Background: Almost 40% of children are overweight or obese by age 8 years in the US-Affiliated Pacific, inclusive of the five jurisdictions of Alaska, Hawaii, American Samoa, Guam, and the Commonwealth of the Northern Mariana Islands. This article describes how the Children's Healthy Living (CHL) Program used the ANGELO (Analysis Grid for Environments/Elements Linked to Obesity) model to design a regional intervention to increase fruit and vegetable intake, water consumption, physical activity, and sleep duration and decrease recreational screen time and sugar-sweetened beverage consumption in young children ages 2-8 years.
Methods: Using the ANGELO model, CHL (1) engaged community to identify preferred intervention strategies, (2) reviewed scientific literature, (3) merged findings from community and literature, and (4) formulated the regional intervention.
Results: More than 900 community members across the Pacific helped identify intervention strategies on importance and feasibility. Nine common intervention strategies emerged. Participants supported the idea of a regional intervention while noting that cultural and resource differences would require flexibility in its implementation in the five jurisdictions. Community findings were merged with the effective obesity-reducing strategies identified in the literature, resulting in a regional intervention with four cross-cutting functions: (1) initiate or strengthen school wellness policies; (2) partner and advocate for environmental change; (3) promote CHL messages; and (4) train trainers to promote CHL behavioral objectives for children ages 2-8 years. These broad functions guided intervention activities and allowed communities to tailor activities to maximize intervention fit.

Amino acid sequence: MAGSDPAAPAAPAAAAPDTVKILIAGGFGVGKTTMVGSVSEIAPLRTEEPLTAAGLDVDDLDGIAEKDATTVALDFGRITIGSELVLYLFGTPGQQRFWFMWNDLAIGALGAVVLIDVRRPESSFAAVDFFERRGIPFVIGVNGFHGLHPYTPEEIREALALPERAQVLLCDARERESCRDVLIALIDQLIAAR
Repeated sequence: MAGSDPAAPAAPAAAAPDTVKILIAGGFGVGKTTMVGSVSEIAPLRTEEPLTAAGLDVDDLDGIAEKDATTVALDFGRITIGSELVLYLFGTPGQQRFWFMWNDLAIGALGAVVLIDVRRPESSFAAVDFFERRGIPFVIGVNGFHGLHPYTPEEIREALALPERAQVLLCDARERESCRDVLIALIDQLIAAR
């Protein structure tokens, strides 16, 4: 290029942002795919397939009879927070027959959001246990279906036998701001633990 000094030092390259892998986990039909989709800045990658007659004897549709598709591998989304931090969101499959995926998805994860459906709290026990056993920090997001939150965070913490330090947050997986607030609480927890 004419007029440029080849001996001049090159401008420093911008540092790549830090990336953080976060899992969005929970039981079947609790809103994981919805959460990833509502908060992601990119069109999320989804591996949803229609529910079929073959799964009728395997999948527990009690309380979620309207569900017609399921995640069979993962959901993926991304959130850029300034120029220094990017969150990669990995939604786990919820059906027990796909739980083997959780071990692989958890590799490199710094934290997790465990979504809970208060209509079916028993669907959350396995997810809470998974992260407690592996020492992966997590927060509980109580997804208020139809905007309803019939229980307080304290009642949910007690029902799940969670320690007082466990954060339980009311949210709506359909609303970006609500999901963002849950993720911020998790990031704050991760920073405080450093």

Conclusions: Using the ANGELO model assured that the regional intervention was evidence based while recognizing jurisdiction context, which should increase effectiveness and sustainability.